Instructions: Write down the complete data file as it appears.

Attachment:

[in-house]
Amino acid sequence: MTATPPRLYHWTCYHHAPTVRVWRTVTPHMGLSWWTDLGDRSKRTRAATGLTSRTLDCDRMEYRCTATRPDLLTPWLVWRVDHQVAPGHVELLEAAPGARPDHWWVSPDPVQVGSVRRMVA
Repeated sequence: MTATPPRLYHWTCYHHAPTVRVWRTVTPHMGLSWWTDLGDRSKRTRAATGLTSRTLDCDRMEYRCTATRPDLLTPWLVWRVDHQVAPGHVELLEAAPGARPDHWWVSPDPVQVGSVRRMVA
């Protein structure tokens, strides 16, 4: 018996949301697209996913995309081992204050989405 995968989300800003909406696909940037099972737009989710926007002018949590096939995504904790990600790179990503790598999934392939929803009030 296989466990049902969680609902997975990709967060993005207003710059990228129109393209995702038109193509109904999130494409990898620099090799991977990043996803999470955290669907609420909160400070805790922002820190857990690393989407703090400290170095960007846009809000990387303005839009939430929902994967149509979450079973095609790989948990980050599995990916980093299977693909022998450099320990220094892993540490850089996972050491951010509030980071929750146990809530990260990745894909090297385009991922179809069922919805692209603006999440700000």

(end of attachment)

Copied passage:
[in-house]
Amino acid sequence: MTATPPRLYHWTCYHHAPTVRVWRTVTPHMGLSWWTDLGDRSKRTRAATGLTSRTLDCDRMEYRCTATRPDLLTPWLVWRVDHQVAPGHVELLEAAPGARPDHWWVSPDPVQVGSVRRMVA
Repeated sequence: MTATPPRLYHWTCYHHAPTVRVWRTVTPHMGLSWWTDLGDRSKRTRAATGLTSRTLDCDRMEYRCTATRPDLLTPWLVWRVDHQVAPGHVELLEAAPGARPDHWWVSPDPVQVGSVRRMVA
């Protein structure tokens, strides 16, 4: 018996949301697209996913995309081992204050989405 995968989300800003909406696909940037099972737009989710926007002018949590096939995504904790990600790179990503790598999934392939929803009030 296989466990049902969680609902997975990709967060993005207003710059990228129109393209995702038109193509109904999130494409990898620099090799991977990043996803999470955290669907609420909160400070805790922002820190857990690393989407703090400290170095960007846009809000990387303005839009939430929902994967149509979450079973095609790989948990980050599995990916980093299977693909022998450099320990220094892993540490850089996972050491951010509030980071929750146990809530990260990745894909090297385009991922179809069922919805692209603006999440700000």